5 Easy Ways to Get Your Job Application Seen by Recruiters
If you’ve found a job that ticks all your boxes, it’s time to tick all of the recruiter’s boxes as the perfect candidate!
Writing a great job application can take a while, but it doesn’t have to be a super daunting process. Below are some key guidelines to stick to that’ll help get your resume and cover letter in front of a recruiter, but if you need any more assistance in drafting your resume check out some of our previous posts or swing by our Drop-in service (CB01.04.13).
Now to start with – and I’m not even going to count this because it should be obvious – but your application should be tailored to the job you’re applying for. No copy/paste cheats trying to get your old application past a recruiter without putting the effort in because, trust me, they will know.
As a starting point, each resume should be updated according the job you’re applying for, and each cover letter should be directly addressing both the recruiter and the criteria in the job description.
1) Use keywords
Each job ad will list different skills and experience the employer wants from their candidates. These are your keywords.
When writing your resume and cover letter, be sure to include these skills in your application. Not only does it show an attention to detail recruiters tend to like, but it can also help you out if employers are using software to scan the submitted applications before passing them on to their recruitment team.
Also, don’t forget to include some of your transferable skills that’ll help you come across as a good cultural fit.
2) Format it clearly
Even though the main purpose of a job application is to convey information, making it look good is a key step in making a recruiter stop and take notice.
Now, if you’ve got mad design skills then by all means go ahead and use it as an excuse to show off a bit! But if that’s not your forte, then just makes sure everything’s clear to read, organised into distinct categories, and avoid any crazy fonts (sans serif fonts are usually a safe bet and easier to read – and they generally come across as a bit more modern).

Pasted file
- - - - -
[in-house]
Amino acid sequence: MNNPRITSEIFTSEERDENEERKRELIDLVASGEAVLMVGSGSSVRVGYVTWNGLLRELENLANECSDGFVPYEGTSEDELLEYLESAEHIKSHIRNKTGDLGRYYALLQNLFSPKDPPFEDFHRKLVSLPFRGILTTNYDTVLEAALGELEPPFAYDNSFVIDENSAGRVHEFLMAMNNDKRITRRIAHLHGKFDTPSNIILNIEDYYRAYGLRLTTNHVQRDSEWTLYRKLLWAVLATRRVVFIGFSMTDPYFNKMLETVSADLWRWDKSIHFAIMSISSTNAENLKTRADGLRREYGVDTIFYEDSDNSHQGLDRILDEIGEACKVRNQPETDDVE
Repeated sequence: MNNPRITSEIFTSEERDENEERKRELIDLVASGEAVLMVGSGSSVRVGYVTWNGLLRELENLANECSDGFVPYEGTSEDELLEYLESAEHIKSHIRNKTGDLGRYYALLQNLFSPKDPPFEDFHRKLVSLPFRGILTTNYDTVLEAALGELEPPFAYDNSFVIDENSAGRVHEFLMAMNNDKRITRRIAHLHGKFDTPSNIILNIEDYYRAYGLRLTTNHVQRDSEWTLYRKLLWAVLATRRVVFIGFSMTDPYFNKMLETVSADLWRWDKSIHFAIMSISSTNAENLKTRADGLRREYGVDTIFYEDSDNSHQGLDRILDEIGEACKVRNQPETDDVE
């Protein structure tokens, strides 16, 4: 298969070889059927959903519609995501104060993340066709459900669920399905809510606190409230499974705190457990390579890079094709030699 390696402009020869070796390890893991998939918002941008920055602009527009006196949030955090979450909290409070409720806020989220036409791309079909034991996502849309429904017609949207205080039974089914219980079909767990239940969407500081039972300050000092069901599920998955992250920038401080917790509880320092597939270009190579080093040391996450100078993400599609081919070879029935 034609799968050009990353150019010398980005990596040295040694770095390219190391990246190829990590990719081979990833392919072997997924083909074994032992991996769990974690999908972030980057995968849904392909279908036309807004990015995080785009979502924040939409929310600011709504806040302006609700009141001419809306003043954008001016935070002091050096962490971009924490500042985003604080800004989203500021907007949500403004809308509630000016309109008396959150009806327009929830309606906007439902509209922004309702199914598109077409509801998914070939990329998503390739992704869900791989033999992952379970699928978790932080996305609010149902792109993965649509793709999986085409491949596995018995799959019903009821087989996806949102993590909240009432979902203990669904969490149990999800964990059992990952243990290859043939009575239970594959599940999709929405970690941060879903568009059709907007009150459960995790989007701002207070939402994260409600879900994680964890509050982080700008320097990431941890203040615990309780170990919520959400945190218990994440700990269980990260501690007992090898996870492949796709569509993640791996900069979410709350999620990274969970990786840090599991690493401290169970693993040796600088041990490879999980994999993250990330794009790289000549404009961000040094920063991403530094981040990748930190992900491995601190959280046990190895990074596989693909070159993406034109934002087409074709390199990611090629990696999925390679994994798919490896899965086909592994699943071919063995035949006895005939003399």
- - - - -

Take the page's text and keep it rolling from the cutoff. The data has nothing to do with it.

3) ‘Show, don’t tell’
When talking about your skills, make sure you do more than just list keywords – explain how you used them in previous roles. Sentences like, “I have great communication skills” won’t stand up to sentences like, “My communication skills saw me successfully negotiating a contract with a client that saw our profits sore” or “My written communication skills have been developed throughout my degree, seeing me earning the only High Distinction for my capstone subject”.
Basically, don’t just tell the recruiter you have the skill – explain how you’ve developed it or use an example of how it’s helped you achieve something at university or in the workplace. It’s a much more successful technique and helps you make a positive first impression. Just be careful to keep the sentences short and to the point!
4) Write a cover letter
Seriously, unless it says otherwise, include a cover letter. It’s a brilliant way for you to go into more detail than your resume allows, lets you convey more of your personality, and gives you the opportunity to directly address your recruitment contact.
Struggle knowing where to start? Read out article on Breaking Down the Cover Letter.
5) Utilise your LinkedIn
Including your LinkedIn profile information in your job application is a great way to give recruiters the opportunity to learn more about you, in a way that isn’t tied to a page limit or strict format.
Being active on LinkedIn is also a great idea, particularly if you’re able to engage in industry discussions and engage the company you’re applying for directly. Not only does it get your name out there, you can also use what you learn from these conversations later in the interview.
Not on LinkedIn yet? We’ve got articles for that:
- How to Make Best Use of LinkedIn While You’re Still in Uni
- CATS! + Getting Started on LinkedIn
- Why University Students Should Publish On LinkedIn
Featured image courtesy of Unsplash
By Mia Casey